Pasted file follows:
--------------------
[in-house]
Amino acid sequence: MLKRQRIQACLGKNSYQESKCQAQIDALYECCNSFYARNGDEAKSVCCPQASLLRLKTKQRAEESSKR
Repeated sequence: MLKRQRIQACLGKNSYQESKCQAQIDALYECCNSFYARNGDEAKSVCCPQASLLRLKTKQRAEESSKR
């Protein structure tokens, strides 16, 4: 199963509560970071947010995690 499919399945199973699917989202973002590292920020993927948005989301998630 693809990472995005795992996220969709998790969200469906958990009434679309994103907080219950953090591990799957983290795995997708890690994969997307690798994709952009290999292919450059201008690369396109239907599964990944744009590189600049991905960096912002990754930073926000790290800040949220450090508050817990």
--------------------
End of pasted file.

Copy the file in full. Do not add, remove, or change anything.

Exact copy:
[in-house]
Amino acid sequence: MLKRQRIQACLGKNSYQESKCQAQIDALYECCNSFYARNGDEAKSVCCPQASLLRLKTKQRAEESSKR
Repeated sequence: MLKRQRIQACLGKNSYQESKCQAQIDALYECCNSFYARNGDEAKSVCCPQASLLRLKTKQRAEESSKR
């Protein structure tokens, strides 16, 4: 199963509560970071947010995690 499919399945199973699917989202973002590292920020993927948005989301998630 693809990472995005795992996220969709998790969200469906958990009434679309994103907080219950953090591990799957983290795995997708890690994969997307690798994709952009290999292919450059201008690369396109239907599964990944744009590189600049991905960096912002990754930073926000790290800040949220450090508050817990």